Vision tests

Whilst at a recent near distance vision testing meeting, my eyes were opened (cringe-worthy) to the requirements for vision testing and how an individual’s vision can be very different to that of another person. One question that is often asked of PCN is: Why isn’t a standard optician’s certificate suitable? It would be reasonable to assume, as these are the professionals, that they would be ideal to carry out tests relating to our vision. Interestingly, there are no standard requirements for near distance acuity tests, unlike far distance acuity testing. Your vision may be referred to as 20/20 (metric equivalent 6/6), which relates to you being able to see, at a distance of 20 feet (6 m), separate contours that are approximately 1.75 mm apart. 20/10 is better than 20/40. When you visit an optician, have you ever observed them taking a light reading or measuring the distance from your eye to the chart? If they did, were the measuring devices calibrated? Probably not. To correct near distance acuity you can purchase, from many outlets, reading glasses and, by trial and error, you choose the most suitable pair. An optician is doing something similar as different lenses are placed in front of your eyes as you try to read the letters.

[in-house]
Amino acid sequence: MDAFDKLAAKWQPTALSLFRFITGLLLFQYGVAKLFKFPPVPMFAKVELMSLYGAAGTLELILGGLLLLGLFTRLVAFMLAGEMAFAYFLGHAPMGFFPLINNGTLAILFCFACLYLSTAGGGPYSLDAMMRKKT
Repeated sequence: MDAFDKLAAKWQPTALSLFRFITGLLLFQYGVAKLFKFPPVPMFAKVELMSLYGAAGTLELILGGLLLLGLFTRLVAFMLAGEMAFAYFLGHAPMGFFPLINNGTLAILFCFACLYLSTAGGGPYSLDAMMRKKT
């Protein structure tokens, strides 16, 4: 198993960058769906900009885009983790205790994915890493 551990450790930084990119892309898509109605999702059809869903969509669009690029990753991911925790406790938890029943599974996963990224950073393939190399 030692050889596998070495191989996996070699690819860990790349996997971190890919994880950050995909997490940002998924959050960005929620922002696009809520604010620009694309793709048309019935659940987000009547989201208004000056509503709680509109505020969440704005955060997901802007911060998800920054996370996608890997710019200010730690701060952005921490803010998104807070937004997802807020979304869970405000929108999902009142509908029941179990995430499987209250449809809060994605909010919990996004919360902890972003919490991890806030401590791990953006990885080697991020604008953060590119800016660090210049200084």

If the chart consisted of white letters on a black background, rather than the other way round, you would probably be able to see smaller text. Also, if the smaller letters were at the top, you would probably be able to read the smaller text.

During the ageing process, our vision does decline and in middle age this becomes noticeable. Unfortunately, in our politically-correct times, this cannot be considered when determining the time between vision tests as it would seem to be ageist. So, a 20 year-old has to be treated the same way as a 60 year-old and be tested annually instead of biannually.

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